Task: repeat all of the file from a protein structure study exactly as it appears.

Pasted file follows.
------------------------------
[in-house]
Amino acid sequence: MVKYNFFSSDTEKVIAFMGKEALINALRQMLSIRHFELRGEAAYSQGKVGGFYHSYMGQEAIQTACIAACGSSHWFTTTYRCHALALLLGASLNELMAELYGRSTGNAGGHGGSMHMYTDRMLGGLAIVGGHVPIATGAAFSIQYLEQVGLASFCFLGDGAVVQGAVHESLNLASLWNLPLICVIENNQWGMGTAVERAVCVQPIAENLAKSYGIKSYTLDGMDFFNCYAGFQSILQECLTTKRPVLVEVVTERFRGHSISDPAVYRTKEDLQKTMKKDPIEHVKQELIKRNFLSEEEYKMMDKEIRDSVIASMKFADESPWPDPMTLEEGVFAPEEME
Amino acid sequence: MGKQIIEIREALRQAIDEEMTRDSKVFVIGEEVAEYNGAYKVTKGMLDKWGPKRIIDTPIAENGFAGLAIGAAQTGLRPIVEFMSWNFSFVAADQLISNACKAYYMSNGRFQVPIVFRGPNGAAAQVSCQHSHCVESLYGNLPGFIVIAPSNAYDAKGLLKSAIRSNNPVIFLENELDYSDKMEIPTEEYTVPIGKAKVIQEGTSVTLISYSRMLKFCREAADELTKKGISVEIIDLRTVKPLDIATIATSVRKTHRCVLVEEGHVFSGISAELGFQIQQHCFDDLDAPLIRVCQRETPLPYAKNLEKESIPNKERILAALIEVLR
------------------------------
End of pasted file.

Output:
[in-house]
Amino acid sequence: MVKYNFFSSDTEKVIAFMGKEALINALRQMLSIRHFELRGEAAYSQGKVGGFYHSYMGQEAIQTACIAACGSSHWFTTTYRCHALALLLGASLNELMAELYGRSTGNAGGHGGSMHMYTDRMLGGLAIVGGHVPIATGAAFSIQYLEQVGLASFCFLGDGAVVQGAVHESLNLASLWNLPLICVIENNQWGMGTAVERAVCVQPIAENLAKSYGIKSYTLDGMDFFNCYAGFQSILQECLTTKRPVLVEVVTERFRGHSISDPAVYRTKEDLQKTMKKDPIEHVKQELIKRNFLSEEEYKMMDKEIRDSVIASMKFADESPWPDPMTLEEGVFAPEEME
Amino acid sequence: MGKQIIEIREALRQAIDEEMTRDSKVFVIGEEVAEYNGAYKVTKGMLDKWGPKRIIDTPIAENGFAGLAIGAAQTGLRPIVEFMSWNFSFVAADQLISNACKAYYMSNGRFQVPIVFRGPNGAAAQVSCQHSHCVESLYGNLPGFIVIAPSNAYDAKGLLKSAIRSNNPVIFLENELDYSDKMEIPTEEYTVPIGKAKVIQEGTSVTLISYSRMLKFCREAADELTKKGISVEIIDLRTVKPLDIATIATSVRKTHRCVLVEEGHVFSGISAELGFQIQQHCFDDLDAPLIRVCQRETPLPYAKNLEKESIPNKERILAALIEVLR